I was deeply moved to be invited and entrusted to speak at the candlelight vigil in downtown Walla Walla organized by Congregation Beth Israel to grieve the lives lost in Pittsburgh at the hands of an anti-semitic terrorist.
Here is what I offered:
I am here, as you can see, as a member of the Christian clergy. What you may not be able to see is that I’m here also as someone who has married into a Jewish family, and who is glad for my partner and I to be raising our child so that she is connected to her Jewish roots as well as her Christian roots. But here before you, I represent a church, and as such it’s best for me to not do a lot of talking – and rather to be listening and to be bearing witness to the pain and the strength of my dear siblings in the Jewish community.
In bearing witness, the heart breaks open.
But if I am to use my voice may it be to join with the cries of lamentation
If I am to use my voice may it be to join with those ancient songs of prayer that lay the pith of the soul bare before the Holy One Those ancient songs of prayer and law and prophecy That have carried the Jewish people through so many terrors May I sing with those songs of soul survival, Those songs of covenant, Songs of love, Songs of resistance in the face of oppression, Those song of great faith in the power and mercy of our Creator great faith in the promise of that day when we all shall beat our swords into ploughshares, those Hebrew Scriptures that compel us, until that good day comes, compel us into solidarity with all who suffer under injustice.
It’s no mistake that this terrorist was particularly enraged by Jewish humanitarian organizations that are aiding the refugees fleeing violence and poverty in Central America. It’s no mistake that this week as seen also a white supremacist murdering African-Americans. And before that yet more bombs mailed to those cast as the political “enemy.” And it’s no mistake that these connections have been made by so many Jewish folks I have heard from these days – that’s how Oliver opened this time tonight. It’s awe inspiring for me to witness how many Jews in this time feel compelled into solidarity with others who are also the targets of hate. It seems like it was no mistake that it was a Jewish doctor and a Jewish nurse who treated the shooter, even as he continued to spit his hate at them.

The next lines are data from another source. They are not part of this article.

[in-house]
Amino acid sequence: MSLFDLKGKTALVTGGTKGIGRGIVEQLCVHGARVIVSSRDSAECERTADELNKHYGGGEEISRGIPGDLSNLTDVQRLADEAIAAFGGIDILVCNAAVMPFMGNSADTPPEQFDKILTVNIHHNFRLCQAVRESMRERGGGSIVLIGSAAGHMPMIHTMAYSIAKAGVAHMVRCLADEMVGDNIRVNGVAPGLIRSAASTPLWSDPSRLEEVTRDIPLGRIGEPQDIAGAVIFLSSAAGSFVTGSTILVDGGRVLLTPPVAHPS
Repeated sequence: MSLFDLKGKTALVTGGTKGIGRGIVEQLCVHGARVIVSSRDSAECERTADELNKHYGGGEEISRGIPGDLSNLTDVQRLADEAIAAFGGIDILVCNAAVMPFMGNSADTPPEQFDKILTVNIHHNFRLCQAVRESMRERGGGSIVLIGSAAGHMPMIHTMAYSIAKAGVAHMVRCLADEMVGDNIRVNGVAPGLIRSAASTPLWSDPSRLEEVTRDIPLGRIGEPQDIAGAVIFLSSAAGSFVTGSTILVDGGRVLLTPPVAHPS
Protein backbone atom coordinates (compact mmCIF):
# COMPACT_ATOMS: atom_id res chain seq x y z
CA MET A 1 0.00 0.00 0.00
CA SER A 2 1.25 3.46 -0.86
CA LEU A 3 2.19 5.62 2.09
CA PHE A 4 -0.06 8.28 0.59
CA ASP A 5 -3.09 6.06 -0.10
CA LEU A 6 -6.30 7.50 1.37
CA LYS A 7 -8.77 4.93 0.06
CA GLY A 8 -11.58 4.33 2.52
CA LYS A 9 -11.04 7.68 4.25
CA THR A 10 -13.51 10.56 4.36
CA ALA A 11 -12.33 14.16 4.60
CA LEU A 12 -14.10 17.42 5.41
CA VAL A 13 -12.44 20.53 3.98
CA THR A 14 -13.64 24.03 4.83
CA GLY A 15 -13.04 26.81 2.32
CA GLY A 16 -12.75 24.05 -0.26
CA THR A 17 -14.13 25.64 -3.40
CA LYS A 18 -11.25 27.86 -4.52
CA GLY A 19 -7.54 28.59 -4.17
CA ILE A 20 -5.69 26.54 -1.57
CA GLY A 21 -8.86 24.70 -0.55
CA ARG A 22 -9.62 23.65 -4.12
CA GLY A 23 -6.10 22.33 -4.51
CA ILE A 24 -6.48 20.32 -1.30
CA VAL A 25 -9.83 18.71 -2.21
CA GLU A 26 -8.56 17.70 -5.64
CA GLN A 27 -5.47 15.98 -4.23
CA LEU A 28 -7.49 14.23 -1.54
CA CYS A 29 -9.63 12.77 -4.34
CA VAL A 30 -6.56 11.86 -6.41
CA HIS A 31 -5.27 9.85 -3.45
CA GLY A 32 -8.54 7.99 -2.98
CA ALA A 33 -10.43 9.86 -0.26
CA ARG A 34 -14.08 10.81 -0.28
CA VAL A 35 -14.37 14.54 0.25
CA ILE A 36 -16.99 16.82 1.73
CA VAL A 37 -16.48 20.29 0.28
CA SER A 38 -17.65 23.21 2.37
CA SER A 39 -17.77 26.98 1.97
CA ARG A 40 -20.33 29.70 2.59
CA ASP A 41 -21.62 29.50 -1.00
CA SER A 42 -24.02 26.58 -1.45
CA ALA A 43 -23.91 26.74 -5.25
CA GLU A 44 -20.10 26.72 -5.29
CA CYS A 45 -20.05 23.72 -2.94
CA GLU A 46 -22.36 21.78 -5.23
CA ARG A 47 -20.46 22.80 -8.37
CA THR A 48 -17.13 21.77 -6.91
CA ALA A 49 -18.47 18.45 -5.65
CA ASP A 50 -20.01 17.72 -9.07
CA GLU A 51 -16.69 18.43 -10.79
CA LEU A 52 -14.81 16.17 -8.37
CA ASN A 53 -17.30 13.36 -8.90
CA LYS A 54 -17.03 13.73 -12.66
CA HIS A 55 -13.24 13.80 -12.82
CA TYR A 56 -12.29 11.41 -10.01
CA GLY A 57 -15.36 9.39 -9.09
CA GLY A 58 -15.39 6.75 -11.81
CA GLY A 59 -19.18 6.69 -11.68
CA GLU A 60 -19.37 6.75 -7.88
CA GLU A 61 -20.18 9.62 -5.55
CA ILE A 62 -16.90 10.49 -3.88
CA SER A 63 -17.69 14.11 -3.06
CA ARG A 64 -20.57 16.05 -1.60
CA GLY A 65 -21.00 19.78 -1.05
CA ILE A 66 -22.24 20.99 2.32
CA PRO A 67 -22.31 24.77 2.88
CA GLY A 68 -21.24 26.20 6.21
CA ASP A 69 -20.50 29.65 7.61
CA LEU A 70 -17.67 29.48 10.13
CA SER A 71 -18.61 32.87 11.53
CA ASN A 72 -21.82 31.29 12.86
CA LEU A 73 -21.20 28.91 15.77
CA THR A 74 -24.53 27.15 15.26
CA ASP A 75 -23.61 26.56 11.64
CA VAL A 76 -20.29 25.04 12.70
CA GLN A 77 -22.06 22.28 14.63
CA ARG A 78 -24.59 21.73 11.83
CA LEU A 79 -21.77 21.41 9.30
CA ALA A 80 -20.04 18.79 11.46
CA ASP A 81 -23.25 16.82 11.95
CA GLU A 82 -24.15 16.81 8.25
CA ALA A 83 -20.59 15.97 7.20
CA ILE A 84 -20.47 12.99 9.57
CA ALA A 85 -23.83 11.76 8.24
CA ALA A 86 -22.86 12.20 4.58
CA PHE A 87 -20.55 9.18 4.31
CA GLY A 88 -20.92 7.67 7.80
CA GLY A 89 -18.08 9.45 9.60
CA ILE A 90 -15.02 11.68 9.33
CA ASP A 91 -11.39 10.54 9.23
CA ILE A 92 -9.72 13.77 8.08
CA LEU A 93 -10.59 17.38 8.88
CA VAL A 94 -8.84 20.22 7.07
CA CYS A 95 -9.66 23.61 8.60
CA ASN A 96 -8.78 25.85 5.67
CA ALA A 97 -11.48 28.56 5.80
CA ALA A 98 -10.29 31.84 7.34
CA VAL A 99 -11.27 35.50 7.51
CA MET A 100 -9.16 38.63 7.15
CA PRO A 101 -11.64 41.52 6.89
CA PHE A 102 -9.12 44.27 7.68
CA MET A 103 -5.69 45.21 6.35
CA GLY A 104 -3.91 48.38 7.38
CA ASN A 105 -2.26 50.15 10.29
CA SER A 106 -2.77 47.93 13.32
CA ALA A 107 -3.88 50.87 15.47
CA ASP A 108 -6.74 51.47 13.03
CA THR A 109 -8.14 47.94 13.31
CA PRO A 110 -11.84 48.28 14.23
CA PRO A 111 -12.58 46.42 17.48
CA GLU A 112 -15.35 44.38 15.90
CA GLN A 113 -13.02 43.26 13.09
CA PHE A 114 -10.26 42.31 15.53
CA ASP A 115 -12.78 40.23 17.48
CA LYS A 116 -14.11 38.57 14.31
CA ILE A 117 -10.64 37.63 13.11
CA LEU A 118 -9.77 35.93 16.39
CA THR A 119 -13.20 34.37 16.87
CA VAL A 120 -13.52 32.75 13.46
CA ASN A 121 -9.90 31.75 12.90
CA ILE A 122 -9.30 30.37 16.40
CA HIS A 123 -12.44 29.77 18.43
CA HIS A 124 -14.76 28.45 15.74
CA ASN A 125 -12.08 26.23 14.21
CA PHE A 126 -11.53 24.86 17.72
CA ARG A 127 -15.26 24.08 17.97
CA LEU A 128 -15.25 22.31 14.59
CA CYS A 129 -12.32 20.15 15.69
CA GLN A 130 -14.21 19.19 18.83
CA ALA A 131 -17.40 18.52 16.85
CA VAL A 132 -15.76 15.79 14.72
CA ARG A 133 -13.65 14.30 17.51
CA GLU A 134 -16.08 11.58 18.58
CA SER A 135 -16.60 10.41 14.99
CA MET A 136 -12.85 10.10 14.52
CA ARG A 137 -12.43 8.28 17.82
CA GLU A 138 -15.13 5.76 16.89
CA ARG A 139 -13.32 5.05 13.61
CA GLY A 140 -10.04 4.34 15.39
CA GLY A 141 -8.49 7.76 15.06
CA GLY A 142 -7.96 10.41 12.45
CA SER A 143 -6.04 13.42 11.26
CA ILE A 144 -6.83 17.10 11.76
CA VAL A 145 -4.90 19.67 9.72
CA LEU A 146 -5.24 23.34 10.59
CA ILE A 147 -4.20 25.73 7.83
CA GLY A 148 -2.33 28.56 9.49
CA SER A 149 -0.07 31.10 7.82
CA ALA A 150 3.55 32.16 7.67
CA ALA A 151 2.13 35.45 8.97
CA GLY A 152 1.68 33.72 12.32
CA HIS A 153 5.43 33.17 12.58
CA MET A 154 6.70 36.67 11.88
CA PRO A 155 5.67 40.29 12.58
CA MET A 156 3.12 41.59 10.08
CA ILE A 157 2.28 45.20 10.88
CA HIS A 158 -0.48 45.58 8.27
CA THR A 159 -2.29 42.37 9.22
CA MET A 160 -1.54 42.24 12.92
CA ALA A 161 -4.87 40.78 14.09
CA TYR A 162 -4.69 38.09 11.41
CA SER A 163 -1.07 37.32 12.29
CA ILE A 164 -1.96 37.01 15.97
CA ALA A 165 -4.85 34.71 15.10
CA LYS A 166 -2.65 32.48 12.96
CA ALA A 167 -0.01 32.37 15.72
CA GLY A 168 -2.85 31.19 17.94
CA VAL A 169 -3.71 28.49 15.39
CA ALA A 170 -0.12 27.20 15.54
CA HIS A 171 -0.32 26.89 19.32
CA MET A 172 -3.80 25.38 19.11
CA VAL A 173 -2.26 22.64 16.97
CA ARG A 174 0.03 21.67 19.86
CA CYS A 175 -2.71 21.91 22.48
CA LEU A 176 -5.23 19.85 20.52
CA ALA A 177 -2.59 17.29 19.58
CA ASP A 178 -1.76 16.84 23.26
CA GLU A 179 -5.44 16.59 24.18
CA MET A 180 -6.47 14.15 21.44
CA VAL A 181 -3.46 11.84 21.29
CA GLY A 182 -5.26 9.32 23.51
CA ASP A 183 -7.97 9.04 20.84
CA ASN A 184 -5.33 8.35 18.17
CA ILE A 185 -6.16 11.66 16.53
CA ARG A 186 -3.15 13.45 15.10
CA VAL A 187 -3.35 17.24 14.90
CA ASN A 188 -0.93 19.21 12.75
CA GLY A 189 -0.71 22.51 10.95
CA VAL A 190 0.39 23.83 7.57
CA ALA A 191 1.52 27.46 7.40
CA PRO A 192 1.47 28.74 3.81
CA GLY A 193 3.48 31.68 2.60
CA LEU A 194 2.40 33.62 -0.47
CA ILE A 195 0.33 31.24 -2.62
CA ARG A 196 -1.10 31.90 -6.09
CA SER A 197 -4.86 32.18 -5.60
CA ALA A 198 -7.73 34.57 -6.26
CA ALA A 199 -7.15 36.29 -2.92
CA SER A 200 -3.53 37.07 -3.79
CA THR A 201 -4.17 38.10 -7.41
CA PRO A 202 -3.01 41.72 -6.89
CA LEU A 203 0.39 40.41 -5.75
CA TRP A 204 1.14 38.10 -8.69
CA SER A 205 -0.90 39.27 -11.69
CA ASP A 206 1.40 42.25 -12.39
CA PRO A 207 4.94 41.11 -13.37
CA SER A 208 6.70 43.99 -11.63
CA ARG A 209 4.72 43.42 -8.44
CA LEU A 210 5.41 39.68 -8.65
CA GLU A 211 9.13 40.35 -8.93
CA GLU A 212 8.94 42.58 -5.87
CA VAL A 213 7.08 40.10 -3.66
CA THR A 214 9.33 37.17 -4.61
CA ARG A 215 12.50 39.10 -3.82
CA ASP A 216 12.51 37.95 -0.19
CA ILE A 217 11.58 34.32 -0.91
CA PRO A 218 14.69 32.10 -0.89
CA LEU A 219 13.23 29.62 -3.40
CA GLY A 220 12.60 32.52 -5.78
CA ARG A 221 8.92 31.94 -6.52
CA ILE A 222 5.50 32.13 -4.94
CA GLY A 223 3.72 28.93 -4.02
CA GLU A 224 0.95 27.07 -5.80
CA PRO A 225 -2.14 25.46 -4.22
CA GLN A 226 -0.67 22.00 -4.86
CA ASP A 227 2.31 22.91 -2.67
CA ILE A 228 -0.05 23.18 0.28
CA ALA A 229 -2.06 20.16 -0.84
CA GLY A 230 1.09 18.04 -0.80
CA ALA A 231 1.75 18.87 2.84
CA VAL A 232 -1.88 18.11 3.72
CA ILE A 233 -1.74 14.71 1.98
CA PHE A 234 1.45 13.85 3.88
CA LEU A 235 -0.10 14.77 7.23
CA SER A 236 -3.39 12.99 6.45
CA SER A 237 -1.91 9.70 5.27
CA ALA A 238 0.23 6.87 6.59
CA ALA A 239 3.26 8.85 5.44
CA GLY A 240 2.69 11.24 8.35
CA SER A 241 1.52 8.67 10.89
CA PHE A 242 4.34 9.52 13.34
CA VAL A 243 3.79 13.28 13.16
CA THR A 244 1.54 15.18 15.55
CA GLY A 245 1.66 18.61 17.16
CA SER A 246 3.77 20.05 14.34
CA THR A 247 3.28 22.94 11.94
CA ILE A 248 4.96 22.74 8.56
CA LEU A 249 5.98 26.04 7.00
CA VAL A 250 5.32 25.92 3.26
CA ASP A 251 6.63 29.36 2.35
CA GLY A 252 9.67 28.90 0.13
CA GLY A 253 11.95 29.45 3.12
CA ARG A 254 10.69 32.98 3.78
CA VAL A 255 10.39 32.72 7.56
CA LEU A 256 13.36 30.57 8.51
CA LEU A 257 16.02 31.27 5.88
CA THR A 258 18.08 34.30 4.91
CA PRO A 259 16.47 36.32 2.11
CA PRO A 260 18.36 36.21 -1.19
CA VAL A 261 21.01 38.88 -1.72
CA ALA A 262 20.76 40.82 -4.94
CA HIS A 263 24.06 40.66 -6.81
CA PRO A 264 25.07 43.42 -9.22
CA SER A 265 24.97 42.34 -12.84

And so, if I am to use my voice May it be to join that struggle for healing and justice. But if I am to do that, as a Christian, I must repent, repent of the ways my Christian religion is so easily twisted into the service of anti-Semitic sentiment, hostility, and atrocity. It is my duty to call on my fellow Christians to do the same. It is our task to tear out these weeds of hate from the roots. The Christian religion has been perverted by White Supremacy, perverted by nationalism, twisted into the worship of a god of war rather than the God of all Creation. God knows no boundaries between nation, nationality, language, color, gender, sexuality, creed: All people are children of God.
And so, If I am to use my voice may it be to speak a word of peace. Peace! … Peace …
(October 30, 2018. Walla Walla, WA. Rev. Nathaniel Mahlberg)